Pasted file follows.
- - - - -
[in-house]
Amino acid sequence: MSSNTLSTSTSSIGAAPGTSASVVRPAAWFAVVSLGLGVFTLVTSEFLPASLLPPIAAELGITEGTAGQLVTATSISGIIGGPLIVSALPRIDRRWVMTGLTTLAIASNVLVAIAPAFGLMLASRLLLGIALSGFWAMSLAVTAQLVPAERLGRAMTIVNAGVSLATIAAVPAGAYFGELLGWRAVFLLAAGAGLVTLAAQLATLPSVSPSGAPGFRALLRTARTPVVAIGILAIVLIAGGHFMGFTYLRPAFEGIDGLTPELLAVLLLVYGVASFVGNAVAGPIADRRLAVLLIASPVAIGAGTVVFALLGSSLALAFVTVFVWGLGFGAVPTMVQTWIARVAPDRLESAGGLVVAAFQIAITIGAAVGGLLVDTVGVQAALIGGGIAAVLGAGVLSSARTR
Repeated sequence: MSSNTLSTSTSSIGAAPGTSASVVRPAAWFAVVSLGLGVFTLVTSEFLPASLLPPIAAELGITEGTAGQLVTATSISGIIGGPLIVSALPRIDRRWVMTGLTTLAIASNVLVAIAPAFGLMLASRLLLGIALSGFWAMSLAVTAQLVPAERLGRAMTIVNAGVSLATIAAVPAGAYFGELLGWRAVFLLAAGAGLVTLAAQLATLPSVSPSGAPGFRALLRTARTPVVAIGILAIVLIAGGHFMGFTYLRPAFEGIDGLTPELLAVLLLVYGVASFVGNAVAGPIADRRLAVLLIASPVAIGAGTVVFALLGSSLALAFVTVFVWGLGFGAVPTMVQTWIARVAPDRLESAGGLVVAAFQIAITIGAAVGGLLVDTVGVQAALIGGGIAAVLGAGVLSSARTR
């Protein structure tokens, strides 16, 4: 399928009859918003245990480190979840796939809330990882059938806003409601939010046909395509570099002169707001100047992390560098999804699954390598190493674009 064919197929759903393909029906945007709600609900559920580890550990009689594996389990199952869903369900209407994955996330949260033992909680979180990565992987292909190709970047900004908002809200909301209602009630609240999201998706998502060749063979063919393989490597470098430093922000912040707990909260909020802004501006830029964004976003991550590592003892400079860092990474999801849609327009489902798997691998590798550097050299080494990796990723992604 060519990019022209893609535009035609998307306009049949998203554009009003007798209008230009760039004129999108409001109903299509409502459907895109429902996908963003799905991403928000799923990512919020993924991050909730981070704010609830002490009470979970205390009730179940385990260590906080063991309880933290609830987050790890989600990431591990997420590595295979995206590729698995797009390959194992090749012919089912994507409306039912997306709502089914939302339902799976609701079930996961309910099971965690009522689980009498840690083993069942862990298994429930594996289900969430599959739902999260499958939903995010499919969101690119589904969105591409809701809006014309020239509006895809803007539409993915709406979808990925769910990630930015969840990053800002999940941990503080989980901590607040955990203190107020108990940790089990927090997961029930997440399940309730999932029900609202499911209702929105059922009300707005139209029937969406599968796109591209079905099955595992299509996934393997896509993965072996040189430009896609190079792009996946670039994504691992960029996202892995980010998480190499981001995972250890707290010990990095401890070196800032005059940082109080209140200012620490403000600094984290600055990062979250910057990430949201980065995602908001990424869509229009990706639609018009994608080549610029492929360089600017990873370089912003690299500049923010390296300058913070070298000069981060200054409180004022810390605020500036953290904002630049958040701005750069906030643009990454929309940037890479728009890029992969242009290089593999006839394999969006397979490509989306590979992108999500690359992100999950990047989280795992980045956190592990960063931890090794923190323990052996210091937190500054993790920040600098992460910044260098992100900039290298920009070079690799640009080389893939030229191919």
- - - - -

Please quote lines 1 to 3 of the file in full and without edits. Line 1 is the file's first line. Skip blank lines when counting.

[in-house]
Amino acid sequence: MSSNTLSTSTSSIGAAPGTSASVVRPAAWFAVVSLGLGVFTLVTSEFLPASLLPPIAAELGITEGTAGQLVTATSISGIIGGPLIVSALPRIDRRWVMTGLTTLAIASNVLVAIAPAFGLMLASRLLLGIALSGFWAMSLAVTAQLVPAERLGRAMTIVNAGVSLATIAAVPAGAYFGELLGWRAVFLLAAGAGLVTLAAQLATLPSVSPSGAPGFRALLRTARTPVVAIGILAIVLIAGGHFMGFTYLRPAFEGIDGLTPELLAVLLLVYGVASFVGNAVAGPIADRRLAVLLIASPVAIGAGTVVFALLGSSLALAFVTVFVWGLGFGAVPTMVQTWIARVAPDRLESAGGLVVAAFQIAITIGAAVGGLLVDTVGVQAALIGGGIAAVLGAGVLSSARTR
Repeated sequence: MSSNTLSTSTSSIGAAPGTSASVVRPAAWFAVVSLGLGVFTLVTSEFLPASLLPPIAAELGITEGTAGQLVTATSISGIIGGPLIVSALPRIDRRWVMTGLTTLAIASNVLVAIAPAFGLMLASRLLLGIALSGFWAMSLAVTAQLVPAERLGRAMTIVNAGVSLATIAAVPAGAYFGELLGWRAVFLLAAGAGLVTLAAQLATLPSVSPSGAPGFRALLRTARTPVVAIGILAIVLIAGGHFMGFTYLRPAFEGIDGLTPELLAVLLLVYGVASFVGNAVAGPIADRRLAVLLIASPVAIGAGTVVFALLGSSLALAFVTVFVWGLGFGAVPTMVQTWIARVAPDRLESAGGLVVAAFQIAITIGAAVGGLLVDTVGVQAALIGGGIAAVLGAGVLSSARTR